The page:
"pageType" : "category_page",
"placements" : "3",
"placementNames" : "rr1,rr2,rr3"
Drums & Percussion
Relatively new on the music scene, the bell tree has become increasingly popular in bell choirs and other orchestral groups thanks to its distinct sound and appearance. You may be asking yourself - what is a bell tree and what can it bring to my music? The bell tree is crafted with a series of metal discs in various widths which are arranged vertically on a stand or single stick. Each of the bells is assigned a different pitch. They can be played individually or together for a chorus effect that is shimmering and bright. Often used as an accent sound, the bell tree has popped up in the works of Chick Corea (with his group Return To Forever) and it can also be heard on Santana's hit album "Moonflower".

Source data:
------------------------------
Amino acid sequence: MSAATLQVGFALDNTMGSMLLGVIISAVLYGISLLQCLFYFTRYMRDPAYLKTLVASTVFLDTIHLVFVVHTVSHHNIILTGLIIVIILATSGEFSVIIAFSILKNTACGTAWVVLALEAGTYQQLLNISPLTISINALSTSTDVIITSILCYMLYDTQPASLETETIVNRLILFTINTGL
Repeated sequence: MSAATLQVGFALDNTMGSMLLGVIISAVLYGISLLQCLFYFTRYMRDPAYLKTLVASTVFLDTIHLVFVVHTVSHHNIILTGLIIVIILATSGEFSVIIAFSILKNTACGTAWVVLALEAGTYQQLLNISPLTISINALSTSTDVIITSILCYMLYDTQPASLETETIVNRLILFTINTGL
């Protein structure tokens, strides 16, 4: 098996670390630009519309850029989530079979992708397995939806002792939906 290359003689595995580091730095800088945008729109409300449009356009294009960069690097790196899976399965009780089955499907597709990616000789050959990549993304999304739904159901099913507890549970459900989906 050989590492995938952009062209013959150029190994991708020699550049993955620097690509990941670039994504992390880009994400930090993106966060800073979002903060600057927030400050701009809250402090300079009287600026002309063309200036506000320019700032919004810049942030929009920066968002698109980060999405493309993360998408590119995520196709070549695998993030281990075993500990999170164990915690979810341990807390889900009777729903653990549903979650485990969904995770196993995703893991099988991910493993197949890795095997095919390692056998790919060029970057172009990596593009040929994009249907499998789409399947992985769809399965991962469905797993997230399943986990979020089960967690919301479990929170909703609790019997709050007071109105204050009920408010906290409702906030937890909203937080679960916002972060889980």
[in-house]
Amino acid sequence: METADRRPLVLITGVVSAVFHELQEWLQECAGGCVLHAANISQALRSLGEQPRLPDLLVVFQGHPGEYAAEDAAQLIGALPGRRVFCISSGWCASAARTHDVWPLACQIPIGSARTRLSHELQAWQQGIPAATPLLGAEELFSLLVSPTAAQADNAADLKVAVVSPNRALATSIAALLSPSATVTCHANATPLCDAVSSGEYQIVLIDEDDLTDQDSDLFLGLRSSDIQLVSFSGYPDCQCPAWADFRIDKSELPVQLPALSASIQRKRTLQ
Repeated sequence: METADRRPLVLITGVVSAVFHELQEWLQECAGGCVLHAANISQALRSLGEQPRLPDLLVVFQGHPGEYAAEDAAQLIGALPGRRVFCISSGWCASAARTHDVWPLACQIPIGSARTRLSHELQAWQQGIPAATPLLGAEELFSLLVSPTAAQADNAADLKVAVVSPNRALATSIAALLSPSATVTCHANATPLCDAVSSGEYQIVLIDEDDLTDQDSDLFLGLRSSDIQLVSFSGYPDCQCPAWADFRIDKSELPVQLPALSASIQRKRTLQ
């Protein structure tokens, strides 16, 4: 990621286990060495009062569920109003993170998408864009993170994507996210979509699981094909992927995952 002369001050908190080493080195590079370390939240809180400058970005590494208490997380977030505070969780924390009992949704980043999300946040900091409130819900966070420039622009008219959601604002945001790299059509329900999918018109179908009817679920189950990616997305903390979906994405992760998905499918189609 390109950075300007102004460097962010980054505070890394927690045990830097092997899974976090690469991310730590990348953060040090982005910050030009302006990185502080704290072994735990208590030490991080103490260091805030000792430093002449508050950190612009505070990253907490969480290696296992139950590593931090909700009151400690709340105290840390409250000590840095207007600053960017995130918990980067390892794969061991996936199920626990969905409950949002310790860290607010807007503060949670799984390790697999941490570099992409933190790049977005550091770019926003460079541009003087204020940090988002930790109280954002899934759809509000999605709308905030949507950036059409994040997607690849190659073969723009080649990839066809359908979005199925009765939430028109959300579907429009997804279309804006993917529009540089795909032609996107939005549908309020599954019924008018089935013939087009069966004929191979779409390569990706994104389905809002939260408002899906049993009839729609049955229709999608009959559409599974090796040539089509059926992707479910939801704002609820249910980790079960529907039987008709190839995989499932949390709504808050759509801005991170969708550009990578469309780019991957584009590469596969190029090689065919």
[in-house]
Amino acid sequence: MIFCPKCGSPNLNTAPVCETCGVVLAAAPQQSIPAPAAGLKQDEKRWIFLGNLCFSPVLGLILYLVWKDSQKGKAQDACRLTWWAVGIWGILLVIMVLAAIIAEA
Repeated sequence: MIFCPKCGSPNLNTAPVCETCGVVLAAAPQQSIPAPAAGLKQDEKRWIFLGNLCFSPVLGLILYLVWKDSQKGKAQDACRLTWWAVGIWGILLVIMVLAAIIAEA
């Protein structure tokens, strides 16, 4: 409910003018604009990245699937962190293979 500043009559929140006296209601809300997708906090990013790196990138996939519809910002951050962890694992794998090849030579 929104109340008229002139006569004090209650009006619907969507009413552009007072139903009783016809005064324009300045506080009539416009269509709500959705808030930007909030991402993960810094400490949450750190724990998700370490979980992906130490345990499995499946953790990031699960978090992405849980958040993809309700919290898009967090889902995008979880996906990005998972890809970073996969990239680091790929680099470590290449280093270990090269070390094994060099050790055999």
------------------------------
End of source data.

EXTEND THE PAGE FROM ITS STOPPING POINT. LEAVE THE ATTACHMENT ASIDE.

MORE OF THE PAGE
There are two main types of bell trees: handheld and stand alone. Handheld, as its name suggests, fits into the palm of your hand and is played with a thin, metal-tipped rod. The Meinl Hand Held Bell Tree features a cascade of 14 solid brass bells that are securely mounted on a solid wooden handle. As you sweep the rod up and down the bells, this tree produces a beautiful glissando of sound that lends itself perfectly to melodic and rhythmical pieces.
Now, for those who want a wider range of sound, a standalone bell tree is the best option. Standalone trees boast more tonal variety than handheld models because they are larger and can accommodate more bells. The LP LP450 26-Bell Bell Tree with Stand is equipped with 26 bells and comes with two metal-tipped strikers and a black steel stand. Ideal for percussionists of any genre, the LP450 Bell Tree will bring a one-of-a-kind sound to your next stage or studio session.
Whether you choose a handheld version or a standalone model, bell trees let you experiment, explore and have fun with sound in a way you've never thought possible. Simply put, they're a fantastic addition to any percussion setup, and if you've never tried them before, there's no better time than now to see what you're missing.